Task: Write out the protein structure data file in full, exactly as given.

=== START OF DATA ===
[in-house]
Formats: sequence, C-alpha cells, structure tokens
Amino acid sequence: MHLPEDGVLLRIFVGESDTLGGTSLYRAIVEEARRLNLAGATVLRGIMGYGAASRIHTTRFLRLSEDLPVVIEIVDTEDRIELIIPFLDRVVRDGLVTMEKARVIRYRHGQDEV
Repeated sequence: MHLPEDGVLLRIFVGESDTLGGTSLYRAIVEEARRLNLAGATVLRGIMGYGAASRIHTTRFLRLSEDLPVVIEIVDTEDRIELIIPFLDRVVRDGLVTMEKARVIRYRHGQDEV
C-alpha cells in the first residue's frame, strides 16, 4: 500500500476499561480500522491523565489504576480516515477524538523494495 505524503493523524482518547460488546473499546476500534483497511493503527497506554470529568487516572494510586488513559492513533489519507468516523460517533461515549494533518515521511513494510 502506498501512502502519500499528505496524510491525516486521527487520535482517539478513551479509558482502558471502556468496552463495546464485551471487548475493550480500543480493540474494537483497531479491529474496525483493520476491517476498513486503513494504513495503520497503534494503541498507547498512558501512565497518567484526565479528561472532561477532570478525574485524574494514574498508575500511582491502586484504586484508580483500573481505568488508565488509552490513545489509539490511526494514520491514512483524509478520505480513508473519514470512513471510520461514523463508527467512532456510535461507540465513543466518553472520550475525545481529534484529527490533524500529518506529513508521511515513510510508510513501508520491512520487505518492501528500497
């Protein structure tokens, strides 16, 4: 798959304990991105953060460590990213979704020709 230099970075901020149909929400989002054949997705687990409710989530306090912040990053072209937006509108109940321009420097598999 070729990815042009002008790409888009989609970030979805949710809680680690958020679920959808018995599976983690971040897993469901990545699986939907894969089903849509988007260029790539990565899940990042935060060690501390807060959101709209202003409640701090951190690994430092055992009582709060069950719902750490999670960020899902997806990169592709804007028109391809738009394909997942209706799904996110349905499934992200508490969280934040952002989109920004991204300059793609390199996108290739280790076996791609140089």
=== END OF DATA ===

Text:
[in-house]
Formats: sequence, C-alpha cells, structure tokens
Amino acid sequence: MHLPEDGVLLRIFVGESDTLGGTSLYRAIVEEARRLNLAGATVLRGIMGYGAASRIHTTRFLRLSEDLPVVIEIVDTEDRIELIIPFLDRVVRDGLVTMEKARVIRYRHGQDEV
Repeated sequence: MHLPEDGVLLRIFVGESDTLGGTSLYRAIVEEARRLNLAGATVLRGIMGYGAASRIHTTRFLRLSEDLPVVIEIVDTEDRIELIIPFLDRVVRDGLVTMEKARVIRYRHGQDEV
C-alpha cells in the first residue's frame, strides 16, 4: 500500500476499561480500522491523565489504576480516515477524538523494495 505524503493523524482518547460488546473499546476500534483497511493503527497506554470529568487516572494510586488513559492513533489519507468516523460517533461515549494533518515521511513494510 502506498501512502502519500499528505496524510491525516486521527487520535482517539478513551479509558482502558471502556468496552463495546464485551471487548475493550480500543480493540474494537483497531479491529474496525483493520476491517476498513486503513494504513495503520497503534494503541498507547498512558501512565497518567484526565479528561472532561477532570478525574485524574494514574498508575500511582491502586484504586484508580483500573481505568488508565488509552490513545489509539490511526494514520491514512483524509478520505480513508473519514470512513471510520461514523463508527467512532456510535461507540465513543466518553472520550475525545481529534484529527490533524500529518506529513508521511515513510510508510513501508520491512520487505518492501528500497
């Protein structure tokens, strides 16, 4: 798959304990991105953060460590990213979704020709 230099970075901020149909929400989002054949997705687990409710989530306090912040990053072209937006509108109940321009420097598999 070729990815042009002008790409888009989609970030979805949710809680680690958020679920959808018995599976983690971040897993469901990545699986939907894969089903849509988007260029790539990565899940990042935060060690501390807060959101709209202003409640701090951190690994430092055992009582709060069950719902750490999670960020899902997806990169592709804007028109391809738009394909997942209706799904996110349905499934992200508490969280934040952002989109920004991204300059793609390199996108290739280790076996791609140089």